Top Senate Democrat backs waiver for Biden Pentagon nominee

Top Senate Democrat backs waiver for Biden Pentagon nominee
© AP/Pool

The incoming chairman of the Senate Armed Services Committee announced Wednesday that he will support President BidenJoe BidenDearborn office of Rep. Debbie Dingell vandalized Pfizer to apply for COVID-19 booster approval for 16- and 17-year-olds: report Coronavirus variant raises fresh concerns for economy MORE’s pick for Defense secretary, despite warning four years ago he would not support allowing another recently retired general to take the job.

Lloyd AustinLloyd AustinOvernight Defense & National Security — US, Iran return to negotiating table Four-star general to lead Pentagon investigation into Syria airstrike that killed dozens Pentagon rejects Oklahoma's request to exempt Guard from vaccine mandate MORE is a decorated leader who has led a distinguished career and is exceptionally qualified,” Sen. Jack ReedJack ReedOvernight Defense & National Security — US, Iran return to negotiating table Senate GOP blocks defense bill, throwing it into limbo Senate GOP expected to block defense bill amid stalemate MORE (D-R.I.) said in a statement released the day of Biden's inauguration.

“He has demonstrated a clear commitment to civilian control of the military,” Reed added. “I will support his historic nomination and believe he will restore direction to a Pentagon that has been left rudderless and adrift for too long under the previous administration. His character and integrity are unquestioned and he possesses the knowledge and skill to effectively lead the Pentagon.”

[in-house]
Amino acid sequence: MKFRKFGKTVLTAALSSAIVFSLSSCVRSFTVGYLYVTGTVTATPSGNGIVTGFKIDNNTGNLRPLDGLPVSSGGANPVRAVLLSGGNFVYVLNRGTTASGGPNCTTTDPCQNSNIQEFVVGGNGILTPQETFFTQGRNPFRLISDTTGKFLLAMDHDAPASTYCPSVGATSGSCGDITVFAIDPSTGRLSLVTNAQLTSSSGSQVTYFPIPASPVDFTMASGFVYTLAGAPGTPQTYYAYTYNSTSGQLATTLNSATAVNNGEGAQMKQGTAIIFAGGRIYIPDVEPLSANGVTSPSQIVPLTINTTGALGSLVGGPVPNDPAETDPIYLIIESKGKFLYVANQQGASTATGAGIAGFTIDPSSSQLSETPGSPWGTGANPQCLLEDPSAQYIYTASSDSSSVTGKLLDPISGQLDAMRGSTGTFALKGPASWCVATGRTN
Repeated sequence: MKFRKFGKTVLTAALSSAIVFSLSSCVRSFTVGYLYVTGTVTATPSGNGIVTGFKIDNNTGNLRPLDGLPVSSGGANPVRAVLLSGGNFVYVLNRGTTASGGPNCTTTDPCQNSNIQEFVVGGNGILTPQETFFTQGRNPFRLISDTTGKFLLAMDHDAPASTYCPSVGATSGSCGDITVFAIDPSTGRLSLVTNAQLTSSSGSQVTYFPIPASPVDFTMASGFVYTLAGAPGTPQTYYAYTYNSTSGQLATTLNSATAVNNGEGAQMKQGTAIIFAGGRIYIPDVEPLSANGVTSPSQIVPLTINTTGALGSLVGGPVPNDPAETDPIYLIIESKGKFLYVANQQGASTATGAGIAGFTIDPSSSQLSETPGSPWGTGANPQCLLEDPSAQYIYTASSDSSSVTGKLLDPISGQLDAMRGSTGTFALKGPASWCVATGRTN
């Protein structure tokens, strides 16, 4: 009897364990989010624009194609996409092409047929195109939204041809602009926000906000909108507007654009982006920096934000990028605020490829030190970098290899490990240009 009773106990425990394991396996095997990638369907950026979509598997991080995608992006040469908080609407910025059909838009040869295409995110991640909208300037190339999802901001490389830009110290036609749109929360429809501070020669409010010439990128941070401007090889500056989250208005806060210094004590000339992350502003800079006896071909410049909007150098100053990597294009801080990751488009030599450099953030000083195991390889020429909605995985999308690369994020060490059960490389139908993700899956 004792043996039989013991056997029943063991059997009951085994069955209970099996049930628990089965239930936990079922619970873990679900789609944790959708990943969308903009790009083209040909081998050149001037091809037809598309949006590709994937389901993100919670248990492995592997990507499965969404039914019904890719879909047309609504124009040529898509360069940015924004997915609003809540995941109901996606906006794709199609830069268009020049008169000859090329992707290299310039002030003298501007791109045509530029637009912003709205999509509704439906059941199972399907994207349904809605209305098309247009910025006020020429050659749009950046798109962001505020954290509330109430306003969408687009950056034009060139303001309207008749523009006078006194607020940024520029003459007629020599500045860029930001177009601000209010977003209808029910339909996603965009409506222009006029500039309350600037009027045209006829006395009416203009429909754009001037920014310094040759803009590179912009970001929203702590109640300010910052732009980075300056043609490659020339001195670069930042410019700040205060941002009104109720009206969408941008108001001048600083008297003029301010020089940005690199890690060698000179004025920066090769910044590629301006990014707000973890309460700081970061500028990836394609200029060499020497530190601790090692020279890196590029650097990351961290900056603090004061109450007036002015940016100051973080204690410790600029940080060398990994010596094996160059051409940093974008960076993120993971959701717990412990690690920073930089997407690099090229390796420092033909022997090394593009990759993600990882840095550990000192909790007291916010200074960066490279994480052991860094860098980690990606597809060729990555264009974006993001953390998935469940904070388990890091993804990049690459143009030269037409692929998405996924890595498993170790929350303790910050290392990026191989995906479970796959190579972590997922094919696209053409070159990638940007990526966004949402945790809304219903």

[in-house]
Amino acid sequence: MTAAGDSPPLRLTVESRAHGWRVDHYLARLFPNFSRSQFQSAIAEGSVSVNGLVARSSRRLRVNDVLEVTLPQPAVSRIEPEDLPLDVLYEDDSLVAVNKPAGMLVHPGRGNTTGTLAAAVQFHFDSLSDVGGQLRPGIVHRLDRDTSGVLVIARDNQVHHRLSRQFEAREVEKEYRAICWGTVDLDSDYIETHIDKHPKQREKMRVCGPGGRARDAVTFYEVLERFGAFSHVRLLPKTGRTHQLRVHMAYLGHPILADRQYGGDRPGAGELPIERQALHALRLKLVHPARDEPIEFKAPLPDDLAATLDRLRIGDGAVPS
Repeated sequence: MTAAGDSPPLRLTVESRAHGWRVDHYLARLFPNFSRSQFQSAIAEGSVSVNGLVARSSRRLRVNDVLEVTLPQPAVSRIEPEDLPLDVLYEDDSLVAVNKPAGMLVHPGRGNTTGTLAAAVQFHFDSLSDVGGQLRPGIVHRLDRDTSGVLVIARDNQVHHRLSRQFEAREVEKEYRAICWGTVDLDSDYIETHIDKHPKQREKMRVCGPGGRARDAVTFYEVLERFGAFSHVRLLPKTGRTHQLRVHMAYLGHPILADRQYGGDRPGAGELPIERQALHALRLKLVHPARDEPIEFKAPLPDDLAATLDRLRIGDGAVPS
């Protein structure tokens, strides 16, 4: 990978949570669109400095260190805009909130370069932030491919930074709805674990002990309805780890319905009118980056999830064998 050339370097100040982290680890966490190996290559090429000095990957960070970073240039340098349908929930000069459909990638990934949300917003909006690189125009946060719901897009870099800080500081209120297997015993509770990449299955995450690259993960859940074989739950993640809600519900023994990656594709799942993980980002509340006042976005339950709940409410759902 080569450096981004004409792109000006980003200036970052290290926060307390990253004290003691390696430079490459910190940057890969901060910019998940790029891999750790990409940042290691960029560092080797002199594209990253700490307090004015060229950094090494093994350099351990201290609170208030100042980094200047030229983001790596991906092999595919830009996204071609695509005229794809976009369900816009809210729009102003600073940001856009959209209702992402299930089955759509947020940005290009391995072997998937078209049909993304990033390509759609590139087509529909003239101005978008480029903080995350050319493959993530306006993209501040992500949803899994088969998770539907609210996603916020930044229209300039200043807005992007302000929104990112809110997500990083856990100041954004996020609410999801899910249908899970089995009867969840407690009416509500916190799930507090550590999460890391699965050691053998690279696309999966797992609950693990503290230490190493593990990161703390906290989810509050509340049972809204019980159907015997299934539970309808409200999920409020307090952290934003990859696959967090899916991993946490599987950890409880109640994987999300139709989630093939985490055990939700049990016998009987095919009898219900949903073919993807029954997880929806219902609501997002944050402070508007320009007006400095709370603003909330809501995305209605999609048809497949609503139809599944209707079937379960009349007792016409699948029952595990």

Reed’s announcement is unsurprising after he has been signaling in recent weeks he was leaning toward supporting Austin, who would be the nation’s first Black secretary of Defense.

But the strong endorsement from the top Democrat on the Senate Armed Services Committee is the latest sign Austin will be able to overcome lingering concerns from some lawmakers and ultimately be confirmed.

Reed’s statement is also notable because four years ago he bluntly stated he would not support another waiver to allow a recently retired general to lead the Pentagon after supporting one for former President TrumpDonald TrumpPence: Supreme Court has chance to right 'historic wrong' with abortion ruling Prosecutor says during trial that actor Jussie Smollett staged 'fake hate crime' Overnight Defense & National Security — US, Iran return to negotiating table MORE’s first Defense secretary, James MattisJames Norman Mattis The US can't go back to business as usual with Pakistan The Hill's Morning Report - Presented by Facebook - Senate nears surprise deal on short-term debt ceiling hike Overnight Defense & National Security — Pentagon chiefs to Congress: Don't default MORE.

Under a 1947 law meant to ensure civilian control of the military, Defense secretaries must have been out-of-uniform for at least seven years. Austin retired from the military in mid-2016.

The law has been waived twice before, most recently for Mattis in 2017.